“One of the guys was Italian,” says Clingman, who is a financial analyst, over a decaf cappuccino. “He had bought a car, and he was going to drive basically from the North Pole all the way to Tierra del Fuego. He was one of the more hard-core travelers. I also had a German couple, and they were taking off a few months from work, and they actually had a car and were more well off than typical. Sometimes it was just somebody who needed to come by from L.A. for a few days. So it’s really all different types.”
Clingman, like most couchsurfers, is an avid traveler, though most often he chooses conventional lodgings when he is away from home. As I sip my white chai from its huge, homey mug, he rattles off a list of the countries he’s been to: England, France, Egypt, Spain, Morocco, Jordan, Syria, Turkey. He’s visited at least 25 countries, he estimates, even living for a time in places such as Saudi Arabia.
“A lot of people,” he says, “they think of going on vacation as sitting on the beach for ten days. And anyone who belongs to CouchSurfing, that’s not their idea of vacation.”
I raise my eyebrows, thinking of my own meager forays into international exploration. For someone who (a) has a studio apartment that barely accommodates one and (b) has been out of the United States only thrice, the couchsurfing concept — and experience — is hard for me to fully grasp.
While at Rancho’s, I asked Villa and Pike to elaborate what they perceive the essence of couchsurfing to be.
“There are sort of three aspects, or ways one can participate in couchsurfing,” Pike explained. “There’s the hosting side of it, which is what initially attracted me. Then there’s obviously the other end, the traveling aspect. On both sides you get a cultural exchange that money can’t buy. The third aspect is the community aspect, where people in a city gather and hang out with each other and any couchsurfers that might be in town. A lot more people use CouchSurfing for traveling or hosting than for meeting people in their own town. But there are some people who dedicate more of their time to organizing events and keeping the local community going. Really, the whole thing is about one thing: meeting people from around the world who are similar only in their open-mindedness and desire to experience different types of people and cultures.”
This seems to be the overall theme of couchsurfing: getting to see something or meet someone outside of your normal sphere.
One of the first traveling surfers I speak with, a woman named Kerri Thiede, has had just that experience. We meet at Cream, where Thiede arrives wearing a shirt bearing the word “Munichen.”
On a trip to Greece, she agreed to meet a fellow couchsurfer in a small town she’d never heard of.
“She told me about these cliffs that they had [built] monasteries on. I’d never heard of it, and I asked my Greek friend and he’d never even heard of it. So I flew into Athens, took a train out there, stayed for two nights, and I got to see these monasteries. And they were beautiful. I went there and they had skirts lined up outside the doors, because all women had to wear skirts. It’s some Orthodox Greek thing. [So] I’ve gotten to participate in a lot of cultural things from [couchsurfing].”
A 33-year-old traveling nurse, Thiede now resides in Orange County. She has been surfing off and on in San Diego for the past few weeks and appears to be, at least in my eyes, a CouchSurfing veteran. She has been on the site since March 2006 and estimates she has surfed 50 times and hosted 50 people. Her job, which allows her to take contracts all over the United States as a neonatal nurse, is the perfect fit for her surfing lifestyle.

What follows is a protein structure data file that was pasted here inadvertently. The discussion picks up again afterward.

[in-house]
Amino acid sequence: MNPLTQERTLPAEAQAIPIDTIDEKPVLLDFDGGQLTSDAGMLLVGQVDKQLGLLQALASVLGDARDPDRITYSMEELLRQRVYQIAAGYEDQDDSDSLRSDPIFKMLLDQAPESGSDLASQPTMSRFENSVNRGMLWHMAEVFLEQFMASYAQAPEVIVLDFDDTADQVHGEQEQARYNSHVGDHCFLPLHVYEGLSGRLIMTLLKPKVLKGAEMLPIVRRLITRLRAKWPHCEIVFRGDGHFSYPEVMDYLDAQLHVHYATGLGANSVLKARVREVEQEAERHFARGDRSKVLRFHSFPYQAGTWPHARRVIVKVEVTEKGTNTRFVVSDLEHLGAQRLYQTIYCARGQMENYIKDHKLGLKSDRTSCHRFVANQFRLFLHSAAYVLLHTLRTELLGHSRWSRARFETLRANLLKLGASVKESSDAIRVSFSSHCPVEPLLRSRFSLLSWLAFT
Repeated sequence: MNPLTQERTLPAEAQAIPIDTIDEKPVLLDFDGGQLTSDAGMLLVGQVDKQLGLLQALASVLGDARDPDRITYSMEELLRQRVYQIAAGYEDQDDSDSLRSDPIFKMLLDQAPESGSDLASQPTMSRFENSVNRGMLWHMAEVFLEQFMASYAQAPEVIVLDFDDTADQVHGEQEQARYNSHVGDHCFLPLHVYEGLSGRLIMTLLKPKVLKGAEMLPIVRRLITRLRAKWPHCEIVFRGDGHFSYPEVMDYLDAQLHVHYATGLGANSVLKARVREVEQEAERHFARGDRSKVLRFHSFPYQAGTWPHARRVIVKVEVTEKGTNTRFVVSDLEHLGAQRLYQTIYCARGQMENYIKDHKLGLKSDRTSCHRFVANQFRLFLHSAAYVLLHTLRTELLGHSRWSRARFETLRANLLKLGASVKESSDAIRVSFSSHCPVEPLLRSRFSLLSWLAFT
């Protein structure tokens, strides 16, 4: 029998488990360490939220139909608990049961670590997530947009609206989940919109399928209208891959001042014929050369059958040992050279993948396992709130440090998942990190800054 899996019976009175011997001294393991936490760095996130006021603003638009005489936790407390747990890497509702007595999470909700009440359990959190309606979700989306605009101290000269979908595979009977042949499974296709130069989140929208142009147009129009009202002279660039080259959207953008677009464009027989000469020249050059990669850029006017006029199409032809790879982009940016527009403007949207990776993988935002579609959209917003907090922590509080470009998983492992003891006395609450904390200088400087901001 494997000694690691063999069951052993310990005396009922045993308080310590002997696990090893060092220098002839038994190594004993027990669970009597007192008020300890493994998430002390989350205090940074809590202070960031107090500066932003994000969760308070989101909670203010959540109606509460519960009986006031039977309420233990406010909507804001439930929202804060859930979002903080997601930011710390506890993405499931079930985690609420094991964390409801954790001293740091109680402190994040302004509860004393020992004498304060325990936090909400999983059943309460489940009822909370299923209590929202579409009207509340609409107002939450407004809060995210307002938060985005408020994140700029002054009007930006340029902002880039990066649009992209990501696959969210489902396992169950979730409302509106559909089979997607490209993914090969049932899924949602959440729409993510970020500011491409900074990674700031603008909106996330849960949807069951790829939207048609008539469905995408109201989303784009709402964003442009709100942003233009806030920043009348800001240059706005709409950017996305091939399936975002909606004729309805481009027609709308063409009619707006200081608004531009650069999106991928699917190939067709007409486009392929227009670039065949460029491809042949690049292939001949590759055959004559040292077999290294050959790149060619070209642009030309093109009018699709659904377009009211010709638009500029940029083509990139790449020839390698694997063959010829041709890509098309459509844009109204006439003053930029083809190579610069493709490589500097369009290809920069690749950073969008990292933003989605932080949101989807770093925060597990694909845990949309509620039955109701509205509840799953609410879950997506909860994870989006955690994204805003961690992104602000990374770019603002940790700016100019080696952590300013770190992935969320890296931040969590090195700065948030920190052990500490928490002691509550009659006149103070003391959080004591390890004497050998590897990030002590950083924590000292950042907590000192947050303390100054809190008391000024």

In addition to surfing, Thiede hosts wherever she is currently living. She is accustomed to receiving small gifts from her surfers. One stands out in her memory.
“A girl from Finland brought me Finnish vodka and camping shot glasses, little tin shot glasses that come in a tiny little leather pouch,” she says, smiling. “And this stuff called Turkish Pepper. It’s this licorice-tasting spicy candy. She brought them to me and she said, ‘OK, what you’ve got to do is you crunch up the peppers, put them in the vodka, and leave them overnight.’ She said it was a Finnish tradition and that ‘there are two things you need to know about Finland. One, that it’s cold, and two, that when it’s warm outside, we like to do everything we can outside, so we go camp a lot. Hence the camping shot glasses. But, since it’s so cold, we drink a lot.’ So that’s why the vodka. I had some couchsurfers over at my house so they could experience it. They all loved it.”
Though Thiede and many others have been lucky in their travels, some have had less than desirable experiences.
“Anna” asked that her real name and home country not be used. We meet at another CouchSurfing event but arrange to speak via computer, as she is hurrying home. Now living in Los Angeles, Anna has surfed both in the United States and abroad.
“I’ve had some strange experiences,” she says. We are talking via the Internet telephone application Skype. “I think, as a girl, you can always get creepy guys. They might hit on you or something. You have to look at people’s profiles before you contact them. Just use common sense.”
Even though she considers herself to be a good judge of character, Anna has run into some problems while surfing, especially with males.
“I guess they come on to you, they start flirting with you,” she says. “You’re not supposed to do that to a couchsurfer that’s a guest in your house, you know? They [say,] ‘Oh, can I kiss you?’ blah, blah, blah. You’re not supposed to do that. And I know some other girls who couchsurfed with some guy, and he said, ‘Oh, you don’t have to sleep on the couch, you can sleep in my bed, that’s okay.’ You’re not supposed to sleep in their beds. They act like ‘Oh, you’re in my house, now you can be my wife.’ ”